One thing was certain, though. He had absolutely no reason to hang on to the Glock now. He needed his hands free. But instead of dropping the weapon to the snow—the smart move—Tom did something incredibly dumb. Angling his body, keeping the tip of his knife pointed at her head, he swept his left hand around and under his open parka to shove the weapon into the small of his back—
And that was all it took, that little move. He wasn’t centered and she knew it. He saw her dart forward, low, a white blur, stepping in. His reaction was clumsy, an awkward stumble as he tried backpedaling fast. Her right hand, which was closest, swept in a high cut. Gasping, he struggled to whip his left arm back into line to fend off the strike. Too late, he read the c**k of her elbow, registered the feint.
Suddenly, she was there, twisting beneath his right arm, ducking under his knife. Her blade flickered, its silver tongue licking side to side—one-two-three, zip-zip-zip. He couldn’t follow it, didn’t really see the knife at all, but on the third pass, he felt a lick of cold as his clothing ripped and then a snaky burn, a line of fire across his exposed belly. Biting back a shout, he arched, pulling himself out of reach, but she was already withdrawing, backing up. The setting sun bathed her skin as richly red as the blood welling from the gash across his stomach. He could feel the oozy drizzle, warm and thick.
She could’ve killed me right then. Cold sweat oiled his face as she began to circle again, a balletic move, her knives sketching their slow, mesmeric back-and-forth. She had me, dead to rights. A single thrust, a twist, and she could have watched him bleed out. Playing. She wants this to go slow. Grunting, he clamped his left forearm across his middle. A slow slither of blood was beginning to worm over his thighs and drip to the snow. This wasn’t going to kill him, but if he got cut too many more times or she decided to slash just a little deeper, unzip him so his guts spilled out, he’d never keep his feet. Got to do something . . .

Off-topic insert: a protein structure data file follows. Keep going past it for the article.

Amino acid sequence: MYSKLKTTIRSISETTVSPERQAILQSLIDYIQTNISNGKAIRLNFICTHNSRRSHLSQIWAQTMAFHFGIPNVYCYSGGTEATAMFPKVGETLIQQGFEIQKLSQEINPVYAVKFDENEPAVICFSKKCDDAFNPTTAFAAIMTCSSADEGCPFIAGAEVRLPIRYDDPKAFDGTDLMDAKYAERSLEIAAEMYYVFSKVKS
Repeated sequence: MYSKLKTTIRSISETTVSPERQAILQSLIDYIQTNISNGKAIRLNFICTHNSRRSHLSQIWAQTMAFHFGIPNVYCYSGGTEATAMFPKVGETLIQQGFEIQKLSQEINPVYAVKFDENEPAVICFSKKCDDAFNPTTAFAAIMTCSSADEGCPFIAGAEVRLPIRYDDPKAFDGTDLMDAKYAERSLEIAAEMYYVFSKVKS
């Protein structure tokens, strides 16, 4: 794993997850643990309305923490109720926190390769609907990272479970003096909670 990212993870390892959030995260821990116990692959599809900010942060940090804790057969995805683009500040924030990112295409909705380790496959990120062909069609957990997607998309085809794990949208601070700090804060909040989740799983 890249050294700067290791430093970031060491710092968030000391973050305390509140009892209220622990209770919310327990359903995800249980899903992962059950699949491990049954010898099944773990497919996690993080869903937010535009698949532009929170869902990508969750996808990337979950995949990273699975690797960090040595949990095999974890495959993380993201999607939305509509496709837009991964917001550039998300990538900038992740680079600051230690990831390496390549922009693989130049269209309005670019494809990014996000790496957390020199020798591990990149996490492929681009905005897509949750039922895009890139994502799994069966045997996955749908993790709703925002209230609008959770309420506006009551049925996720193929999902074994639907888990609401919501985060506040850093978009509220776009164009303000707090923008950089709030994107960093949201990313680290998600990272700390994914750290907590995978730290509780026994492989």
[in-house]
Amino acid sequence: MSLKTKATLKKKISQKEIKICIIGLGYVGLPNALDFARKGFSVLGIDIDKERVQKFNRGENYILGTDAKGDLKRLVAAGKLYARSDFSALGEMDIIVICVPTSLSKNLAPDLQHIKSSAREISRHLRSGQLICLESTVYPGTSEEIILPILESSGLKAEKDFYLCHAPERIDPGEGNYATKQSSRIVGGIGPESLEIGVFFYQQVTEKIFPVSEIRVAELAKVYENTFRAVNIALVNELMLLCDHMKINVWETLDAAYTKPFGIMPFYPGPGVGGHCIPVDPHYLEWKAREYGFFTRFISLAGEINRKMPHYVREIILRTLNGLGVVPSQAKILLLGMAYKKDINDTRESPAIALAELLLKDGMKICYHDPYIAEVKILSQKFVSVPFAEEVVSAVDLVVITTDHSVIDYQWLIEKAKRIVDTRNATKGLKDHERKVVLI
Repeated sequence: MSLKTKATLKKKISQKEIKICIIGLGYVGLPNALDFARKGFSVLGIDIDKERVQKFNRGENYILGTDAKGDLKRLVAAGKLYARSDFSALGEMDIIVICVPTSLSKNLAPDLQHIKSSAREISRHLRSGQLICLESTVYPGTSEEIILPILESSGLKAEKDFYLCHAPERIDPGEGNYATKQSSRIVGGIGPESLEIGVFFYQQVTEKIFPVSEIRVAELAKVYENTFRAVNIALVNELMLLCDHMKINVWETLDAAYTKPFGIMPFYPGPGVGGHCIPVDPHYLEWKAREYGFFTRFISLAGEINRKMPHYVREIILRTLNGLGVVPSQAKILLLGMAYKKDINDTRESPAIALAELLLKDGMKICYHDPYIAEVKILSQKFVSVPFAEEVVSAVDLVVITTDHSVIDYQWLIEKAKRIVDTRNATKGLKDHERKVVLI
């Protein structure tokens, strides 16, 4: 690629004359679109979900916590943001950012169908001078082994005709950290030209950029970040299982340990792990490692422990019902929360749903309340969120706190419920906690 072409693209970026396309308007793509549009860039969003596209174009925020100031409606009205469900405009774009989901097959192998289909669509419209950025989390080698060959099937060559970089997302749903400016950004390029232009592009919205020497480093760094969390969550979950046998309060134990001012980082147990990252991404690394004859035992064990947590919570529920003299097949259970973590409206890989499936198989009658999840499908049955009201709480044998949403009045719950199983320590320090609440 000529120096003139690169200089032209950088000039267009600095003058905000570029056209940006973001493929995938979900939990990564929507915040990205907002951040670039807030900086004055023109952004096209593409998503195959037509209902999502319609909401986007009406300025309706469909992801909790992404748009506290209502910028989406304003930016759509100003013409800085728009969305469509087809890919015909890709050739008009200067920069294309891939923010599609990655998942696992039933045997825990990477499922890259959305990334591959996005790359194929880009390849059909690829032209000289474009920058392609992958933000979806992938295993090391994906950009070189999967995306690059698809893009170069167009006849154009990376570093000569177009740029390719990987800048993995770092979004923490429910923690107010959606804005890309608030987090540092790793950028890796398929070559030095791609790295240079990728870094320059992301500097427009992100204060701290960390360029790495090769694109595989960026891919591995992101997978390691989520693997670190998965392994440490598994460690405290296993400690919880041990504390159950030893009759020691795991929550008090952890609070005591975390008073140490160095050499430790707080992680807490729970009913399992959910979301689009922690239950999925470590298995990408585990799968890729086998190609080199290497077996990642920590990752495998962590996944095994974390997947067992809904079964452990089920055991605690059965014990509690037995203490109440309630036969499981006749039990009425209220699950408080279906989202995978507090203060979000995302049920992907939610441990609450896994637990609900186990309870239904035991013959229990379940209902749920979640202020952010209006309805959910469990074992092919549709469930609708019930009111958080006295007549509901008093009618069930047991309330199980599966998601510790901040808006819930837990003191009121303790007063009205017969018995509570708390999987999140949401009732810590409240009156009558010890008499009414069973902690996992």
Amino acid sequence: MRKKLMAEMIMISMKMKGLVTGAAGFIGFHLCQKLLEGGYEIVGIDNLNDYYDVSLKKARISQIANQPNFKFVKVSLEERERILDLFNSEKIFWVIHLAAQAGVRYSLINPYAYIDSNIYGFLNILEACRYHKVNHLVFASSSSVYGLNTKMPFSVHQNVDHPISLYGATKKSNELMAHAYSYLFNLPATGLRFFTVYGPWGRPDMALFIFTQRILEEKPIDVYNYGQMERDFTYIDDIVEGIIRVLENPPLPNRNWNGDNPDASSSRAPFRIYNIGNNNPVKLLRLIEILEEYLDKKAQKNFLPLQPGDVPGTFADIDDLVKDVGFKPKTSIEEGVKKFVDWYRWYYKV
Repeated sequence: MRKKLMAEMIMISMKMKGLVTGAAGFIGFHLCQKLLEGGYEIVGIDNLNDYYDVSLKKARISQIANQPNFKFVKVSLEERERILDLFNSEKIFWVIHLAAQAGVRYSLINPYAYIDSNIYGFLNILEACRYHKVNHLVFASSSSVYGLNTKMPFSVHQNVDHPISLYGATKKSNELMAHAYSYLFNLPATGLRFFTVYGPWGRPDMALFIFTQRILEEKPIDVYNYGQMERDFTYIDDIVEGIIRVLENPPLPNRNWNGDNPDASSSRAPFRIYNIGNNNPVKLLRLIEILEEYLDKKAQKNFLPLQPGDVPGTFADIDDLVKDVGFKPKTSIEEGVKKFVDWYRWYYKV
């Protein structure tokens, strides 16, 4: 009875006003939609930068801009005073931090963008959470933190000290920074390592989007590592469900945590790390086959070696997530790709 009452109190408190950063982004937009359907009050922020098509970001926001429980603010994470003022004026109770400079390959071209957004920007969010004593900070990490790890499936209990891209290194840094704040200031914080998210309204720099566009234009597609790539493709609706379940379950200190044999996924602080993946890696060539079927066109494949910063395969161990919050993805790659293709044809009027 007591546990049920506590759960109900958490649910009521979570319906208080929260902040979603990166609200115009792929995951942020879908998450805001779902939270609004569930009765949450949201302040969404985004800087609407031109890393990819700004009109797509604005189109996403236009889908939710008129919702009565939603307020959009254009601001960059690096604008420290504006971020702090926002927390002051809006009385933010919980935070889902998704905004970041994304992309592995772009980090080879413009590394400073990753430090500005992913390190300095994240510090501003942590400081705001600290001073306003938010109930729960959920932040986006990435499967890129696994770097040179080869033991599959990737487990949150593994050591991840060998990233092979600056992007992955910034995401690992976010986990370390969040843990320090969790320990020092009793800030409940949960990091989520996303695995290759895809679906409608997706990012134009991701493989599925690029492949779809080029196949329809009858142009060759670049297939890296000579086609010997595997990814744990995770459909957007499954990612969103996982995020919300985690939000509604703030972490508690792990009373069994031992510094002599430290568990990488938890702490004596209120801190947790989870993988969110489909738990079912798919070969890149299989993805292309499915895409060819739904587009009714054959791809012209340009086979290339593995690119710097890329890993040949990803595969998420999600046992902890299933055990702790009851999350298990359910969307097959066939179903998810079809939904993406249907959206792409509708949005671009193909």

Moving again, lightly despite the snow, she came in fast, jabbing with her right. Acting purely on instinct, he tried countering with his own knife, which meant that he had to twist to his left. As she pulled the thrust in a perfectly timed feint, he realized much too late that not only was his right side exposed, but he’d taken his eyes from the knife in her left hand. Shit! He tried to correct, to turn, but she was so damn fast! The knife ripped in a backhanded slice from his right hip all the way up to his chest.